When a person is arrested, he or she may have the opportunity to pay bail. This is a payment that the arrested person may be able to make to the court in order to leave jail until trial. The payment is a way that the court can help ensure that the accused will appear at any future court dates. In some cases, the amount of bail may be more than the accused can pay by him or herself. In these cases, bail bonds may be useful since they allow people to pay some percentage of their bail — often 10% — with a bail bonding agency putting up the rest. Courts typically refund the original bail amount if the accused shows up for all of his or her court dates. Since that amount goes to the agency that posted bail for the accused, in cases that go well, the agency gets its money back and keeps the percentage put up by the accused as its profit.
Depending on the crime, bail may be determined by a preset schedule or in a bail hearing. In some cases, this hearing may be combined with an arraignment, when the judge hears the charges and asks the detainee to enter a plea. In order to create a financial incentive to return to court voluntarily, courts routinely ask for bail money commensurate with the seriousness of the charges. For many people, the amount of bail set is higher than they can pay easily. It's set a low enough amount to be worth putting it up to avoid more jail time but also it's also high enough to want it all back by going to future courts dates.
If the accused cannot come up with bail, he or she might ask a bail bonds person for help. In this case, the accused will put up a percentage of the bail and the bail bonds person will put up the rest. In this way, bail bonds are surety bonds used to guarantee the entire bail amount if the accused party fails to maintain the terms of his or her release.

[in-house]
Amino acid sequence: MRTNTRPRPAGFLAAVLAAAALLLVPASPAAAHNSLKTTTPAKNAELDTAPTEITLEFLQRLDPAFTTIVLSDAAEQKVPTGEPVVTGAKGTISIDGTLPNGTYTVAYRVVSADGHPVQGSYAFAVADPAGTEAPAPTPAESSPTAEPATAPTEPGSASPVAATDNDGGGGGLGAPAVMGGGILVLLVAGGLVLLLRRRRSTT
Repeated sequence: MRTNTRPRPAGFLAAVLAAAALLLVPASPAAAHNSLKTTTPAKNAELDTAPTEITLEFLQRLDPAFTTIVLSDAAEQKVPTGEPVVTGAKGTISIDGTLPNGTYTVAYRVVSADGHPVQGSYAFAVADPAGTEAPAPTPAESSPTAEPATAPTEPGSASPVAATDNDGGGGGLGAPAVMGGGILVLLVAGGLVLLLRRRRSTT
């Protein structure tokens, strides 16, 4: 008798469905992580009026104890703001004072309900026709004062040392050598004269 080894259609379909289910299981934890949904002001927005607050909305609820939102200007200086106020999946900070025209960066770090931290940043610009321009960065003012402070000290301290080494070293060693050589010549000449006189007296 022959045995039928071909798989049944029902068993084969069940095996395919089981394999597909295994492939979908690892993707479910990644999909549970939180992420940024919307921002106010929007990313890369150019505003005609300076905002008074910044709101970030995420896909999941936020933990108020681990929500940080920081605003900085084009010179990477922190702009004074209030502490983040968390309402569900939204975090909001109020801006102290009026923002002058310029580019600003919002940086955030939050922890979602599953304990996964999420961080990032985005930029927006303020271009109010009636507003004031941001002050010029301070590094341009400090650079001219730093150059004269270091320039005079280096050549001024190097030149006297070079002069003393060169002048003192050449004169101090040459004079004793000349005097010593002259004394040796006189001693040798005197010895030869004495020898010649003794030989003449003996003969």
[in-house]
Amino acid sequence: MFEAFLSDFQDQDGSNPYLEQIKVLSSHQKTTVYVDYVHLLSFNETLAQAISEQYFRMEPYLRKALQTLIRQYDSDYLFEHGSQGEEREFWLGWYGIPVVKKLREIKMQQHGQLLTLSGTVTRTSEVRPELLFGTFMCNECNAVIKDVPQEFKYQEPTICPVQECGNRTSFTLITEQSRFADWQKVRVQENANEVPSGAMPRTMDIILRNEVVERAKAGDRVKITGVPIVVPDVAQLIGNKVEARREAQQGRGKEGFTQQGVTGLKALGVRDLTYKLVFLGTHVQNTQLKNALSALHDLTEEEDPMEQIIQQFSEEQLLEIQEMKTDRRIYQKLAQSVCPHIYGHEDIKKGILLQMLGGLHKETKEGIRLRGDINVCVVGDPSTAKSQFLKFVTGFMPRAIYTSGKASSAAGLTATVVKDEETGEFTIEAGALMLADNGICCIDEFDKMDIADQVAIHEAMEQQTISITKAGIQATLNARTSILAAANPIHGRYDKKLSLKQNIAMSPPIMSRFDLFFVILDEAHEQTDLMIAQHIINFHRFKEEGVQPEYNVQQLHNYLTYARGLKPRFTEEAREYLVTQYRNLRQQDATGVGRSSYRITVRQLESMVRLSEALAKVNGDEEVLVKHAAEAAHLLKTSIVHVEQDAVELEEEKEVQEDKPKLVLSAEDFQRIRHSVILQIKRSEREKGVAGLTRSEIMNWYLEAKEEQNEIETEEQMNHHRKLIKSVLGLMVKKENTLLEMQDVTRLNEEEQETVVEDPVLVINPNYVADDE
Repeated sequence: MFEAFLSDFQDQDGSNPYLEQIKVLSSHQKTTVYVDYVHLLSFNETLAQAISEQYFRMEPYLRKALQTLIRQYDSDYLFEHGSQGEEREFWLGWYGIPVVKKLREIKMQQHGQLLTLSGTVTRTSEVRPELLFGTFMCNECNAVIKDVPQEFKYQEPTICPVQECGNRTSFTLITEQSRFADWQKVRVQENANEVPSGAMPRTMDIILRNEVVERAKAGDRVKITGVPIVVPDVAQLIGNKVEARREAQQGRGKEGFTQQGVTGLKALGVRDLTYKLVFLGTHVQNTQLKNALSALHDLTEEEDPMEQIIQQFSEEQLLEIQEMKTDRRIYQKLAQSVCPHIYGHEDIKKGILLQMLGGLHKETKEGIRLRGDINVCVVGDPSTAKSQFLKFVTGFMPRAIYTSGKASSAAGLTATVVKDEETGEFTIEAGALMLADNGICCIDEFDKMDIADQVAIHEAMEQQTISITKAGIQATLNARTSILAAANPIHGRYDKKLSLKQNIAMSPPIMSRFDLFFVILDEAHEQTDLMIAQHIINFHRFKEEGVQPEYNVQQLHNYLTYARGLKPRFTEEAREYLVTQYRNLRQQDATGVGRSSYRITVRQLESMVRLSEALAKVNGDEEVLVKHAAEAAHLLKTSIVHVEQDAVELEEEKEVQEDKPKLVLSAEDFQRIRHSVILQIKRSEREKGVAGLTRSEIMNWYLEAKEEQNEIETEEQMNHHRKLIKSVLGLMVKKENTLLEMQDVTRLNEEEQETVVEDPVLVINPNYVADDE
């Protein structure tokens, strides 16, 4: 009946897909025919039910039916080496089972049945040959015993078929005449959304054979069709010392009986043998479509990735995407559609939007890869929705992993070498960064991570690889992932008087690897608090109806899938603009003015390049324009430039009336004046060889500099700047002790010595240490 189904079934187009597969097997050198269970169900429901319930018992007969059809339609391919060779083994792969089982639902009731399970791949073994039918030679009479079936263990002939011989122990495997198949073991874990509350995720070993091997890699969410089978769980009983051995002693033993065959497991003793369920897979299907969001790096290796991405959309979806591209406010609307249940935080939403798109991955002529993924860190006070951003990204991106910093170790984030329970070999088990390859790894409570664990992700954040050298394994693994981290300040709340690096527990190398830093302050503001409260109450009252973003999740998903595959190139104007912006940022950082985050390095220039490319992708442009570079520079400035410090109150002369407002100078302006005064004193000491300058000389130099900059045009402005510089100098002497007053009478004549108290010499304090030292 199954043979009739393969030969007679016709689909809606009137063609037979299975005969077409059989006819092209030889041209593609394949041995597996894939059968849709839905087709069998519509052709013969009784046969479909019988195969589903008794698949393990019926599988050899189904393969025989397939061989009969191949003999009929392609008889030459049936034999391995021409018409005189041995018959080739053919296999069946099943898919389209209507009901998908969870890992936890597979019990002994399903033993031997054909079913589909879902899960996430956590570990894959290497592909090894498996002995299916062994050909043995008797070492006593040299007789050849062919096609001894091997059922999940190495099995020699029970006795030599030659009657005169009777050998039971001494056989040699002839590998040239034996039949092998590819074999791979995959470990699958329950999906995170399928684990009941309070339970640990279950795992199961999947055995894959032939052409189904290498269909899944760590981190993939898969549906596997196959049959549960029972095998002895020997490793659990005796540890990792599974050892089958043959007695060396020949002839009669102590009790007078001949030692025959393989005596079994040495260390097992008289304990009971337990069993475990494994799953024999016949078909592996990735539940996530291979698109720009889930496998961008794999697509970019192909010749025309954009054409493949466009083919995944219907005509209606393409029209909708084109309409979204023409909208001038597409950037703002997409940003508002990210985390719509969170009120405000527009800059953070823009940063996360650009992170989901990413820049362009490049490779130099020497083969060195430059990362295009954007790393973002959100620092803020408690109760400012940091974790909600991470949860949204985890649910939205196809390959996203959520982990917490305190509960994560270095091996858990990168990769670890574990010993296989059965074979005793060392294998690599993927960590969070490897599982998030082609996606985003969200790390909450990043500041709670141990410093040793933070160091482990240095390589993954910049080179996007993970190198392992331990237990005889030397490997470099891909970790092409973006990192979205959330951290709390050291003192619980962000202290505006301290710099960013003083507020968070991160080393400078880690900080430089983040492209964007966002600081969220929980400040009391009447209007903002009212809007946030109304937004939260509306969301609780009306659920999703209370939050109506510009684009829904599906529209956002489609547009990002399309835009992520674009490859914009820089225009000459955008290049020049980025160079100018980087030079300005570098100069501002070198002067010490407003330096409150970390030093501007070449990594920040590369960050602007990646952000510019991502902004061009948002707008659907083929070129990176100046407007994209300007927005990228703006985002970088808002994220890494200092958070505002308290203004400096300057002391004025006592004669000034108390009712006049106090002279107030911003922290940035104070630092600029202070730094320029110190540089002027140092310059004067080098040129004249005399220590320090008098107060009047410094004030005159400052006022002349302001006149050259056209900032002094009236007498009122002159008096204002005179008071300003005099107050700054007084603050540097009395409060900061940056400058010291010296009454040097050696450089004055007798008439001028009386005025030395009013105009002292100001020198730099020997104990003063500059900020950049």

Bail bonds can be obtained in most areas of the United States 24 hours a day, 7 days a week. When a person is released on bond, he usually has more opportunity to provide for his family or prepare for the upcoming court dates. Bail bonds also help reduce overcrowding and lower costs as there are fewer people that a jail must house and feed.
Bail bonds are generally issued by private bail bonding agencies and their fees are usually non-refundable. Most bonding agencies also require collateral; by paying the bail for the accused, the agency is taking the risk that he or she might not show up to court, forfeiting the bail. Collateral helps ensure that the bonding agency recovers its money. When the accused does appear in court and bail is refunded, the agency returns the collateral, but keeps any fees.
The concept of bail bonds for the release of jailed individuals is generally limited to the United States. Many other countries have other methods for creating financial or moral incentives for accused parties to appear in court. Most states in the US allow private bail bonds, and every state has its own laws concerning fees charged by bonding agencies.